However, there is a kind of cyber-attack that even regular software updates have difficulty stopping, and that is zero-day attacks.

Zero-day attacks target and exploit security vulnerabilities as soon as they’re detected, not allowing software developers and security companies enough time to respond.

This type of attack is one of the most dangerous threats to your business and your customers.

The challenge, however, is remembering to regularly update your security software and apps as soon as they are available.

A sure-fire way to never miss your updates is to use apps to manage software patches automatically.modern-day cyber attacks

Here are some other tips to help you mitigate exposure to the risks that zero-day attacks pose:

  • Exercise safe browsing habits to minimize the dangers of cyber-attacks such as malware, spyware, virus, ransomware, etc. and protect your personal information.
  • Configure the security settings for your internet browser, security software, and operating system.
  • Always check for security patches and software updates by downloading the most recent versions. Doing so will fix bugs that older software versions might have missed.
  • Avoid downloading or opening files and attachments from unknown sources.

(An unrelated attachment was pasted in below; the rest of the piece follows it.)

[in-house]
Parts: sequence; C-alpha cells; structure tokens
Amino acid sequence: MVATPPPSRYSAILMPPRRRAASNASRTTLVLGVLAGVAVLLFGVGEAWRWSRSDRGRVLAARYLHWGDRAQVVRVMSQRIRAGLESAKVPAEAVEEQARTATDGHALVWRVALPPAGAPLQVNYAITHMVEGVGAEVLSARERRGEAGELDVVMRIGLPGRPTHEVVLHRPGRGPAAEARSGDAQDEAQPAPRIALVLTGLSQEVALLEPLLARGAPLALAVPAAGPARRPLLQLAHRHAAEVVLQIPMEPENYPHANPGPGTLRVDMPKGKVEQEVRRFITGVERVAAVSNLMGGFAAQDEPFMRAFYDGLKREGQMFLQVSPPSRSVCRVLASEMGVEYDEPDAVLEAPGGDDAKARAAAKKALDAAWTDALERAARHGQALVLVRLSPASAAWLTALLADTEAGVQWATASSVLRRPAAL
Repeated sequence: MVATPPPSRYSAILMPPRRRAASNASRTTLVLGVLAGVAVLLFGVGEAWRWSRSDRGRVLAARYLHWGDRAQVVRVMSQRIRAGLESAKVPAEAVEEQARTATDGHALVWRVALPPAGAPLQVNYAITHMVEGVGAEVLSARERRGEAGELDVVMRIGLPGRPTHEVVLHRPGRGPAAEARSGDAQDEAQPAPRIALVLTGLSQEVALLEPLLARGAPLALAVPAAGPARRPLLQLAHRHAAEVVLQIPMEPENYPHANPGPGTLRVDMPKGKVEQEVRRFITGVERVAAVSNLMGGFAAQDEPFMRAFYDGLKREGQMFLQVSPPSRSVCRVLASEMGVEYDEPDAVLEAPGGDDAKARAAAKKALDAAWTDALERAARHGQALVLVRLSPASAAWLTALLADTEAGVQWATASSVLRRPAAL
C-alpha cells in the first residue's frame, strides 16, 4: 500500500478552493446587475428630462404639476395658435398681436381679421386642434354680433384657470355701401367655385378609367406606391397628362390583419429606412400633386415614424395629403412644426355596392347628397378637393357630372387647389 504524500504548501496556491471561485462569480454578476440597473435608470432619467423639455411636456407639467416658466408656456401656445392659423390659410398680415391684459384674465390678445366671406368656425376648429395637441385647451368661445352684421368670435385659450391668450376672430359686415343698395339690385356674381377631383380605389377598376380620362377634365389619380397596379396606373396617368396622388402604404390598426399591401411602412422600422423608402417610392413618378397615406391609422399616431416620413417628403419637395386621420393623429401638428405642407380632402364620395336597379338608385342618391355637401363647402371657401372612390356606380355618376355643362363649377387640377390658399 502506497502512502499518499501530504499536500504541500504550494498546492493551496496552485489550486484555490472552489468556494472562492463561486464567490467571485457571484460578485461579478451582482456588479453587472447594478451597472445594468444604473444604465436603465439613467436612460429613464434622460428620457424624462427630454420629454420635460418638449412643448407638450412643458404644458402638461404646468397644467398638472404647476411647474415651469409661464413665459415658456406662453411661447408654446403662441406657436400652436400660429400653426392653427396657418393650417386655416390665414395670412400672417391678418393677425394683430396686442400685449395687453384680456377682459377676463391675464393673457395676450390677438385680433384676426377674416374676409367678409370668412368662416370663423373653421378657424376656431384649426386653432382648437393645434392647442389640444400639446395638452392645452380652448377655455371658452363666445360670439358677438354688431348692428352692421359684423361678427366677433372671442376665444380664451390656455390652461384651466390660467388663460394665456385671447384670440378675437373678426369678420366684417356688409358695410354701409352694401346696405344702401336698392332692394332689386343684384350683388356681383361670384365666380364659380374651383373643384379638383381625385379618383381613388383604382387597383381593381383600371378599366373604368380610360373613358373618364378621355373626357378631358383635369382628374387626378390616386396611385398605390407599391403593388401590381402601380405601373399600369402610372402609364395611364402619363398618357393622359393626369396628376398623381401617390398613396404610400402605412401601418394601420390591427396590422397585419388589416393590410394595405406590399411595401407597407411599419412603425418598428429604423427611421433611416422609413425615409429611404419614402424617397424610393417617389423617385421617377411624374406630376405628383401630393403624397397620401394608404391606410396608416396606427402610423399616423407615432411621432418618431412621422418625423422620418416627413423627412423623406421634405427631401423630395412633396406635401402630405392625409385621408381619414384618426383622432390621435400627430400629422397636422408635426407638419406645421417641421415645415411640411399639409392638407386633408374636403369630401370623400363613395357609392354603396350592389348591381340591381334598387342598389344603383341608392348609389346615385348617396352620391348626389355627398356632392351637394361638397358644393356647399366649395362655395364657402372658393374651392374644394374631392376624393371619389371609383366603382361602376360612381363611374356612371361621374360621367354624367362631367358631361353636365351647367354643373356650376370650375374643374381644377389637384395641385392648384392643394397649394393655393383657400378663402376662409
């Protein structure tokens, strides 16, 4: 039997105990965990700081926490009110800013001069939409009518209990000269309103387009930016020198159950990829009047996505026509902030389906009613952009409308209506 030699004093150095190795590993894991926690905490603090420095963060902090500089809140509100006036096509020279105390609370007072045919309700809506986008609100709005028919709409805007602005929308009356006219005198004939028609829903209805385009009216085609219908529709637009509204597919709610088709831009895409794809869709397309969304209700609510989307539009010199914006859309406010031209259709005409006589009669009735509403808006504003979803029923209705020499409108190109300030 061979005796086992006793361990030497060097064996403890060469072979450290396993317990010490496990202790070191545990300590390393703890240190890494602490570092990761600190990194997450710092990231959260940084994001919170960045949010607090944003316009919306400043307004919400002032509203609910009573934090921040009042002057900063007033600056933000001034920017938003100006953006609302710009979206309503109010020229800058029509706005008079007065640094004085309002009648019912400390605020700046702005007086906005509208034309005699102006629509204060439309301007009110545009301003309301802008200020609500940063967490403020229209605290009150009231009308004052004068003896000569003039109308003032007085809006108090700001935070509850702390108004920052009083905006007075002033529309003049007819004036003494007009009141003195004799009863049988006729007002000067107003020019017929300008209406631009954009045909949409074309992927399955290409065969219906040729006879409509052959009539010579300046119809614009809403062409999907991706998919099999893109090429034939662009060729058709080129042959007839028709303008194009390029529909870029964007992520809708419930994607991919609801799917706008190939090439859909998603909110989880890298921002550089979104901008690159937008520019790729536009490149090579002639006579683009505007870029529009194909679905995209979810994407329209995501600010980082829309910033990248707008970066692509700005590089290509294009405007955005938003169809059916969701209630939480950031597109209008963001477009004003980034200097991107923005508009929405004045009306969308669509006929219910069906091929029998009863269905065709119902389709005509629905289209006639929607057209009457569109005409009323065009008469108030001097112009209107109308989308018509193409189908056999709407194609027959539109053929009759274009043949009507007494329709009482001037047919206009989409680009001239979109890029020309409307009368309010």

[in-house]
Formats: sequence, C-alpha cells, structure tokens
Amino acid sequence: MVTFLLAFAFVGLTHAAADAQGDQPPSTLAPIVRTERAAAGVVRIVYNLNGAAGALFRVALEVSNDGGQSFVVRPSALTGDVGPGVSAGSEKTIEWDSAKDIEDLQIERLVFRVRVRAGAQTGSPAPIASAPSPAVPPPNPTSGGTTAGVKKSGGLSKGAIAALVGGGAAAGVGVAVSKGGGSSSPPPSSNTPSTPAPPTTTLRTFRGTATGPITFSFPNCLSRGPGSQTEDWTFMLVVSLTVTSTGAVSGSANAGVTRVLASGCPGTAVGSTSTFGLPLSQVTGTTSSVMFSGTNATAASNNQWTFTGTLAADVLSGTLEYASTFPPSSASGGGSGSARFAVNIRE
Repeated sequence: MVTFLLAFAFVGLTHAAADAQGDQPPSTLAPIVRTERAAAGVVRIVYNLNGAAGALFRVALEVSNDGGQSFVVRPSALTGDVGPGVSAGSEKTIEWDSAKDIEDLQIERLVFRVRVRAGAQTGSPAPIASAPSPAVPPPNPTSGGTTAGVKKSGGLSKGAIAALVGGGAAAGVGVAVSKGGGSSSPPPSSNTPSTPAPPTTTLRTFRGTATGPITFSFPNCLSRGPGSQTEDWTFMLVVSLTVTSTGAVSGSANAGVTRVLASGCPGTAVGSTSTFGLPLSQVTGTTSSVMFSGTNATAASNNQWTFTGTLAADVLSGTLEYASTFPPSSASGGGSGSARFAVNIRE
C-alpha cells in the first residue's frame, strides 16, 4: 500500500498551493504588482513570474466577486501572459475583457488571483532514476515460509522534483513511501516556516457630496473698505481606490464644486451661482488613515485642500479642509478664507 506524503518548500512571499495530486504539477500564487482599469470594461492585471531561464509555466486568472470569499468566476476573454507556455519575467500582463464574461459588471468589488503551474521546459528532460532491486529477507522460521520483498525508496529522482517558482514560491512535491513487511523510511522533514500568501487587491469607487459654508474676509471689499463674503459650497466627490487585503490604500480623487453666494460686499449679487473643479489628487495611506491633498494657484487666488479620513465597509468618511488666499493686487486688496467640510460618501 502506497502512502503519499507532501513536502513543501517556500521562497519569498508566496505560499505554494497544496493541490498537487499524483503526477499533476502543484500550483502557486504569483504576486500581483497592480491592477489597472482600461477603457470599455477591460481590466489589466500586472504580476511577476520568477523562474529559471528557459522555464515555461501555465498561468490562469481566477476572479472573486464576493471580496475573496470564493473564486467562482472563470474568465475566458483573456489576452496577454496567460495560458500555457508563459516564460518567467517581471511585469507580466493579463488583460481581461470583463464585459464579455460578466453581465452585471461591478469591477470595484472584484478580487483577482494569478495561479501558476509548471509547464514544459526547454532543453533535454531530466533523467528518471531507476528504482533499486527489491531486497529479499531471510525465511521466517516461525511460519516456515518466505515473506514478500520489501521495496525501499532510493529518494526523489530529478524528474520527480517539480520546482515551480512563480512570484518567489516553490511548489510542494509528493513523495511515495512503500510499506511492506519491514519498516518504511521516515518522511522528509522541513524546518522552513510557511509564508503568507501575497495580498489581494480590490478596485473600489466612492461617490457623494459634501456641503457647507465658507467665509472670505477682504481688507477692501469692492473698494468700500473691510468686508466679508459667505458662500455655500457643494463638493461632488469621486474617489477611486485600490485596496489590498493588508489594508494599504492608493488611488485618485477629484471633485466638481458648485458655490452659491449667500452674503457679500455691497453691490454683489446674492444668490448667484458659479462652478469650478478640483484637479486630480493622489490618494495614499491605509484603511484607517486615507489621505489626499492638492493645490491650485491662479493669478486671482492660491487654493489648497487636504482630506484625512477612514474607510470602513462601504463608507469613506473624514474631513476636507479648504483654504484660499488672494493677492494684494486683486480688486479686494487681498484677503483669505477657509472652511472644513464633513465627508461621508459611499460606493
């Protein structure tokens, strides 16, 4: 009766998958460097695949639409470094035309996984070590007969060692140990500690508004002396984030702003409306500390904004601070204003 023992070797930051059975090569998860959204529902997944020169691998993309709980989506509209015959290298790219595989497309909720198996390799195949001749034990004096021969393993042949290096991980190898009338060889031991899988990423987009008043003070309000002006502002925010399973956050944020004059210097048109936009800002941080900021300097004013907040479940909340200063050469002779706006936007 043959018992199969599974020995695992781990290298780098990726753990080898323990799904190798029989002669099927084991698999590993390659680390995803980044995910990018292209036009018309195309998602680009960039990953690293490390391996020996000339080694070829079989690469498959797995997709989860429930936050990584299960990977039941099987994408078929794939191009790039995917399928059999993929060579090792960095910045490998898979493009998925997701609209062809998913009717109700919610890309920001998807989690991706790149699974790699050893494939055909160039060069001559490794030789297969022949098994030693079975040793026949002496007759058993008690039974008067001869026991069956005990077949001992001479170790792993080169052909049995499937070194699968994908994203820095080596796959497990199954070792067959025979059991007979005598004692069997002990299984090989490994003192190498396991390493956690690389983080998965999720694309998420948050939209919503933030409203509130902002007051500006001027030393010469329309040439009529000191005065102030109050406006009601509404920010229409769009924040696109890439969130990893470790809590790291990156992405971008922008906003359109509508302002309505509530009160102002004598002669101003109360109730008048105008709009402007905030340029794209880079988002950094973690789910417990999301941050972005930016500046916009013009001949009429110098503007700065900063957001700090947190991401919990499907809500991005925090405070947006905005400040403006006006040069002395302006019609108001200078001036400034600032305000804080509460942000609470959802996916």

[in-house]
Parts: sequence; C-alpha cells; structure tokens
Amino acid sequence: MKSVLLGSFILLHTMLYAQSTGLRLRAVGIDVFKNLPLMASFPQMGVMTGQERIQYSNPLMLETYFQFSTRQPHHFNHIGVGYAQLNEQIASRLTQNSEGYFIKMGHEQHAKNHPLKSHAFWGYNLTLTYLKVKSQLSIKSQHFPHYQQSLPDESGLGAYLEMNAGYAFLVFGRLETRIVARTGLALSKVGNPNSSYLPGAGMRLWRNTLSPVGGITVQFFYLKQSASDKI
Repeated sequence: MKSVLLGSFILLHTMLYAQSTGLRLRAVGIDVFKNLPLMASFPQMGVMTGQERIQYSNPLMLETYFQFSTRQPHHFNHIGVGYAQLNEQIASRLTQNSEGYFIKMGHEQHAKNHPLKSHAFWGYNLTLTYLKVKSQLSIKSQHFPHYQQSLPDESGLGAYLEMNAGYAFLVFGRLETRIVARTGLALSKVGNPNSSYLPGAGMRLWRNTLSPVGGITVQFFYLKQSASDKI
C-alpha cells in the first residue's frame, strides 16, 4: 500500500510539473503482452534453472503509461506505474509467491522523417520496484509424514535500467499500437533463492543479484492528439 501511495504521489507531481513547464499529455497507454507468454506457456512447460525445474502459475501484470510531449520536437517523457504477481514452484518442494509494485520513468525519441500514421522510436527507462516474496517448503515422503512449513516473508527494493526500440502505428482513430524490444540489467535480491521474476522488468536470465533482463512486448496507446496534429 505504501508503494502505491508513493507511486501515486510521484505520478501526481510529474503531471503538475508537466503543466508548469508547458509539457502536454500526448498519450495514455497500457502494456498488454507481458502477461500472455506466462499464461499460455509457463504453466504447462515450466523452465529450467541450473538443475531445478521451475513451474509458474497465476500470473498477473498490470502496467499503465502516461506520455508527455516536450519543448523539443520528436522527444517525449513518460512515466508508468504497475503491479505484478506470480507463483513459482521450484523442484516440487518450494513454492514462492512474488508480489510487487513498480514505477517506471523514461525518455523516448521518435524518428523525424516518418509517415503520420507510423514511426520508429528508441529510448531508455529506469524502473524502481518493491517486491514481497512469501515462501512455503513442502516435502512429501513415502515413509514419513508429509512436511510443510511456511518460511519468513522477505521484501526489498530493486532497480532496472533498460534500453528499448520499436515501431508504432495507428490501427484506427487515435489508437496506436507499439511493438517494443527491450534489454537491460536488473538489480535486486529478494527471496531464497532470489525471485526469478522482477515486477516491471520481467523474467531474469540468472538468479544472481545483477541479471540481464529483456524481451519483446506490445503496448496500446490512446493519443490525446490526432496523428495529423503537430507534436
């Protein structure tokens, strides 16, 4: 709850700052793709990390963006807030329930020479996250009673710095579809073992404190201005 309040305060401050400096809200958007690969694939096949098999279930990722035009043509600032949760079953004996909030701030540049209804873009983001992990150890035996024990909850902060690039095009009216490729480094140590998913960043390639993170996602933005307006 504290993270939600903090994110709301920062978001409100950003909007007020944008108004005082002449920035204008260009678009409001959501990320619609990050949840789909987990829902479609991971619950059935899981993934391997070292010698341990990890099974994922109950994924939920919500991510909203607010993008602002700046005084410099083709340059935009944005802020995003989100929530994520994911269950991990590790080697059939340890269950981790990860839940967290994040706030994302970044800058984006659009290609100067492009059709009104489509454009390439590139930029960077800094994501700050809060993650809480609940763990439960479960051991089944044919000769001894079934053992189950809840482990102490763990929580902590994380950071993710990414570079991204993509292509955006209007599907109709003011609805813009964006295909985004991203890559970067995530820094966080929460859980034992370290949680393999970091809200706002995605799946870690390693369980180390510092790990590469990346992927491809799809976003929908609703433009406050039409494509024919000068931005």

However, there might not be a fail-safe method to stop zero-day attacks, but a way to nullify its impact is by using Security Information and Event Management (SIEM) services.

SIEM services offer 24/7 incident response, real-time monitoring, and lets you see a full picture view of your network by collecting the security log data from host operating systems, many software elements and applications, and security controls.

SIEM can also analyze substantial security log data to detect potential attacks and security threats.

3. Protect from Man-in-the-Middle Attacks

A Man-in-the-Middle (MitM) attack is a term for a kind of cyber-attack wherein cybercriminals intercept the conversation between two parties, usually an application and a user, with the purpose of eavesdropping or impersonating either one of the parties.

This type of attack aims to make the exchange of information between the two parties appear normal and steal highly sensitive details such as credit card numbers and login credentials.

Stolen information from MitM attacks can be used for unauthorized fund transfers, illegal password changes, and identity theft (among other things), which is why common targets are users of ecommerce sites, financial applications or websites where a login is required.

So, the best course of action is to protect your information from being stolen during an MitM attack by using encryption.

Encryption keeps data theft from happening by turning readable data into a code, and a decryption key can only decode this.